Sorry if these questions have been asked before. If there is some documentation that already covers this, let me know. Anyway, I have read up quite a bit on Parcel Fabrics as implemented under ArcMap but never got around to actually creating one. Now that ArcGIS Pro has significantly expanded both the scope of how one can work with parcel fabrics along with the "ease" of creating one, I am looking at finally taking the plunge. That being said, I do have a couple of questions with respecting to preparing our data prior to using it for building the Parcel Fabric. My main parcel data source will be a polygon feature class provided by the county assessor that contains parcels and right-of-ways as polygons. My current questions are:
1.) What should we do with the right-of-way polygons? Do we leave them in the source parcel polygon FC and let them get imported into the Fabric along with the parcels or should they be removed first and imported via a separate process? Is best practice to use right-of-way polygons or it is better to use road centerlines instead (which I also have)?
2.) What do we do about complex and unusual parcel types, such as parcels that reside wholly within the boundaries of another parcel or that are broken up by intersecting parcels? Below is an example of the sorts of parcel geometries that I am having to deal with (right-of-way polygons are shaded in grey):
Anyway, I am sure I will have more questions as I get more into the weeds on this project. If there is a better place where I should be asking these sorts of questions, please let me know.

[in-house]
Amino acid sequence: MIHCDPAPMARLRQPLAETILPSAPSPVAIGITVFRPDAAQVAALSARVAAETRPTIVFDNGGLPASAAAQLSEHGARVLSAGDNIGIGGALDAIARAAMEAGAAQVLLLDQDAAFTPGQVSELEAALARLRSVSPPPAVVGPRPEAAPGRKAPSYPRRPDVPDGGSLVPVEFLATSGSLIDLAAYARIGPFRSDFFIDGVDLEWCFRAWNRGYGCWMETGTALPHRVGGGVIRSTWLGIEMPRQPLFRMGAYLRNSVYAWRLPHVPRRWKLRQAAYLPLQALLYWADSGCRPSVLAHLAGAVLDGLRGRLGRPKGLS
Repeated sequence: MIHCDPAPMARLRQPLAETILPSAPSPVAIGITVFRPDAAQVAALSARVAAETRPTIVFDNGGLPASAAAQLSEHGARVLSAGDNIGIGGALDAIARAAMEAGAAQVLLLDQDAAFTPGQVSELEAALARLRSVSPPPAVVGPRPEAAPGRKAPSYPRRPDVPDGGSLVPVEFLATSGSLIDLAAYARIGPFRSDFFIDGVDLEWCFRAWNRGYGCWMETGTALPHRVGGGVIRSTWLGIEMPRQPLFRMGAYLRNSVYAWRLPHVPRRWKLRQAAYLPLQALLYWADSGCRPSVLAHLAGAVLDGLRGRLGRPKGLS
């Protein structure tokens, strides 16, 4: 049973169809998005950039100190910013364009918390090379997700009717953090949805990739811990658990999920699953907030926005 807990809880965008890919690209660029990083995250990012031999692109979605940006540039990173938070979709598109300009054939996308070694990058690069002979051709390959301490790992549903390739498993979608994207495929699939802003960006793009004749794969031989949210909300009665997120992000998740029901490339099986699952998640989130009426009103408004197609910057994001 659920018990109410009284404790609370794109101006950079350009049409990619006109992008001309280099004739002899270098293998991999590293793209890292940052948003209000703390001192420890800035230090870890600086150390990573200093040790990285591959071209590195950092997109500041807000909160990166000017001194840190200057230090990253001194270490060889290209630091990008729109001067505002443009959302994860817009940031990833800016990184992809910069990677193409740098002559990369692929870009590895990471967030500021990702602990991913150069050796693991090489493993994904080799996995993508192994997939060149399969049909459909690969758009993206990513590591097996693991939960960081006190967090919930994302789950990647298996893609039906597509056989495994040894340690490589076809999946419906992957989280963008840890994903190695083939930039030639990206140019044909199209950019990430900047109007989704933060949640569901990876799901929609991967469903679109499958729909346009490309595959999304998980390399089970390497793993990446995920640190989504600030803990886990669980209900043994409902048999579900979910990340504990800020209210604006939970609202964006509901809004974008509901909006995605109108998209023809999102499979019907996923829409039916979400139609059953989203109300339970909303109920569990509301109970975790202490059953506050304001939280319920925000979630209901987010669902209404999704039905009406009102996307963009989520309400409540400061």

i'm still trying to learn how to use my fabric in pro but this is what i've done in vanilla arcmap -
the performance of the fabric went down significantly when i imported my ROW polygons and unless they were *absolutely* *perfectly* *aligned* with my parcels it didn't look for function right. so those are kept in a regular polygon FC under the fabric. i maintain a street centerline line FC in the same way. when you import a line FC like that, it gets converted into a .5' or 1' polygon and it was nightmarish.
anyway your townhome or landlocked parcels will be fine. the fabric will generate connection lines between the surrounding parcel and the interior parcel that keeps everything in line.
what i did initially to test the landlocked or donut parcels (because i had the same concerns!) was just find the most complex part of my parcels and make it into a test fabric to see what it did. some of the documentation is murky and i just made a sandbox fabric to mess up and i could just delete and start over with no real tangible loss.
just as an aside, these are some things to watch out for if you have these master planned subdivisions that have huge sweeping curves and a ton of tiny lots:
-MAKE SURE ALL YOUR CURVES MATCH EXACTLY!!!!!!! THEY WILL CAUSE GAPS IF THEY DON'T!
-the fabric may generate rogue connection lines where they don't need to be when you're working block by block. i don't have an example handy - but if there's a multilot block that you're constructing from a parent parcel there's a chance the fabric will think it needs a connection line but it doesn't. i'm still not sure what causes it.